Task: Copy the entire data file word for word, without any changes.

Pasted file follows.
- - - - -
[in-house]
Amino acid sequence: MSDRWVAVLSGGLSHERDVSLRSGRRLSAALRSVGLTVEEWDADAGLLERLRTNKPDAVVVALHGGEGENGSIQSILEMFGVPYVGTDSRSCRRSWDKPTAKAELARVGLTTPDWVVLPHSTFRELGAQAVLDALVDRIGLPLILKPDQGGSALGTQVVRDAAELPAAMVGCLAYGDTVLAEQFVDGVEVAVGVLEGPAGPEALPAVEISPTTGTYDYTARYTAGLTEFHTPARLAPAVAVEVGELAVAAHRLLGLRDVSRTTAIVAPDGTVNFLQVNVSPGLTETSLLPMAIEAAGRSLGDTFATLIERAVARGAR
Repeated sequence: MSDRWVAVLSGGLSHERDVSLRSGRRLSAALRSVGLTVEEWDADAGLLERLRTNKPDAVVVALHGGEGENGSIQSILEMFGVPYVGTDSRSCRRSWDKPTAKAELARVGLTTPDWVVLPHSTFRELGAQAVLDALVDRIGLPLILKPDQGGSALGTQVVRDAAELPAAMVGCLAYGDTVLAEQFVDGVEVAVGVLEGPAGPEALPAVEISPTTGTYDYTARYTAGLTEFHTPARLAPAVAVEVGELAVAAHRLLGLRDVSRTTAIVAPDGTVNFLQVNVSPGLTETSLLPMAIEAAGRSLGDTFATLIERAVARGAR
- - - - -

[in-house]
Amino acid sequence: MSDRWVAVLSGGLSHERDVSLRSGRRLSAALRSVGLTVEEWDADAGLLERLRTNKPDAVVVALHGGEGENGSIQSILEMFGVPYVGTDSRSCRRSWDKPTAKAELARVGLTTPDWVVLPHSTFRELGAQAVLDALVDRIGLPLILKPDQGGSALGTQVVRDAAELPAAMVGCLAYGDTVLAEQFVDGVEVAVGVLEGPAGPEALPAVEISPTTGTYDYTARYTAGLTEFHTPARLAPAVAVEVGELAVAAHRLLGLRDVSRTTAIVAPDGTVNFLQVNVSPGLTETSLLPMAIEAAGRSLGDTFATLIERAVARGAR
Repeated sequence: MSDRWVAVLSGGLSHERDVSLRSGRRLSAALRSVGLTVEEWDADAGLLERLRTNKPDAVVVALHGGEGENGSIQSILEMFGVPYVGTDSRSCRRSWDKPTAKAELARVGLTTPDWVVLPHSTFRELGAQAVLDALVDRIGLPLILKPDQGGSALGTQVVRDAAELPAAMVGCLAYGDTVLAEQFVDGVEVAVGVLEGPAGPEALPAVEISPTTGTYDYTARYTAGLTEFHTPARLAPAVAVEVGELAVAAHRLLGLRDVSRTTAIVAPDGTVNFLQVNVSPGLTETSLLPMAIEAAGRSLGDTFATLIERAVARGAR